“[A Christian organization of society] would be a society in which the natural end of man — virtue and well being in community — is acknowledged for all, and the supernatural end — beatitude — for those who have the eyes to see it.”

The Idea of a Christian Society, Chapter 2

He also proposes that, although it has its advantages, the leader of a Christian society does not have to personally be a Christian. He continues:

“The Christian and the unbeliever do not, and cannot, behave very differently in the exercise of office; for it is the general ethos they have to govern, not their own piety that determines the behavior of politicians.

[The leaders] may frequently perform un-Christian acts; they must never attempt to defend their actions on un-Christian principles.


Now of course, Eliot is not describing the situation of a tyrant or dictator who seeks to dominate with torture and fear or in the case of one nation’s leader taking the rule over a Christian people the the aftermath of war. He is writing in the context of a leader who arises from among a group of one’s own people.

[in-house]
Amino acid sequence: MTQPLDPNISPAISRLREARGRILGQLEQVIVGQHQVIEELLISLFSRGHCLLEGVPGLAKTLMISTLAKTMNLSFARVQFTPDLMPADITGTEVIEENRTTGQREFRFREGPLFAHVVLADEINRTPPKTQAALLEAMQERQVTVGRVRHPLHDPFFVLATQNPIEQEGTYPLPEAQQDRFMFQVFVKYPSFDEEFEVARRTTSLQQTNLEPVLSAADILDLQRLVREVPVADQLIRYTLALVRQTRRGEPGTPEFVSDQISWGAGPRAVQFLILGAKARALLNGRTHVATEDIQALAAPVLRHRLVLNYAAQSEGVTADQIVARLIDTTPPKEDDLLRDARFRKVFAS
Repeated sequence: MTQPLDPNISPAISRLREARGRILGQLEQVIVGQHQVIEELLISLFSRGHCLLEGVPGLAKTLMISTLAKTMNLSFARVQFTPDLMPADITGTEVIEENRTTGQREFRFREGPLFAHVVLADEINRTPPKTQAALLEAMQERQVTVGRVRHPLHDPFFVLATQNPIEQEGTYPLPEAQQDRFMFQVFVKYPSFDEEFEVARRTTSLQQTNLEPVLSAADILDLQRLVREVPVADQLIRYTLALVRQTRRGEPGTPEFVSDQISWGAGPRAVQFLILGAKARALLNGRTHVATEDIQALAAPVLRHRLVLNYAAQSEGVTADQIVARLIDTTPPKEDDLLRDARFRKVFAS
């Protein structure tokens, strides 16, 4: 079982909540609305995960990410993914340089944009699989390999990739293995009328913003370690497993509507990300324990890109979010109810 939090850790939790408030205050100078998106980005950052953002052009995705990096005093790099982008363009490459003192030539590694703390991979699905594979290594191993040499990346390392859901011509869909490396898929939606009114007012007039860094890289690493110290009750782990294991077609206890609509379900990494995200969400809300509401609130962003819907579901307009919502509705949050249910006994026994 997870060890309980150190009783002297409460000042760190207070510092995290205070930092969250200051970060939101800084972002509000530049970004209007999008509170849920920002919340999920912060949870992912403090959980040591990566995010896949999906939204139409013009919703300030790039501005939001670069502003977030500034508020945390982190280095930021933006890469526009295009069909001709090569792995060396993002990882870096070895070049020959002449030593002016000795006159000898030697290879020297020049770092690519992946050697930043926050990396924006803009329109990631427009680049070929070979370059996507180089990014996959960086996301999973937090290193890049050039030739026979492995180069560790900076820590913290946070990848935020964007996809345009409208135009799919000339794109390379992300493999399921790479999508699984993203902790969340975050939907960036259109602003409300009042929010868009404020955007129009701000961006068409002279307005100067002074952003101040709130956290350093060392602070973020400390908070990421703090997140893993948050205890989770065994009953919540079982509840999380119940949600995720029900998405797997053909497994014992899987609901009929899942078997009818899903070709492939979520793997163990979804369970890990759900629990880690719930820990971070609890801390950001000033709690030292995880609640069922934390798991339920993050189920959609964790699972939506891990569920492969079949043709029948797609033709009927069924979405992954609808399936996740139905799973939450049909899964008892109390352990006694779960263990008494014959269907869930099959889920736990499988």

But I do believe he makes a good point. And that point not only applies to political science, but also to economics. Perhaps even more so. Whereas there can never properly be a Catholic economics, there can be an economic system in which people are rewarded for the choices they make that encourage beatitude in themselves and in others. However, you cannot legislate that from above, it has to come from the hearts of the individual people and be reinforced by society as more individual people begin to act in this manner.

Economics, as a social science, shares with the arts a separation of methodologies and meaning. In our economic affairs we have to address both our manner of doing as well as our manner of being. Too much emphasis on the former can lead to unethical practices, and too much emphasis on the latter can lead to inefficient and ineffective collectivism. There has to be a balance between being smart and being saintly.

In conclusion, I would just like to reiterate that striving for a Catholic economics is not a good place to start. Instead, we must strive to become better people while being critical of economic systems that are hostile towards the pursuit of virtue and beatitude. If we want to limit economic injustice in the world, we have to first start with our own hearts and the degree to which we accept greed and other vices as being normal. Then we must pass down what we have learned to future generations so that good and thoughtful people become the leaders of their world.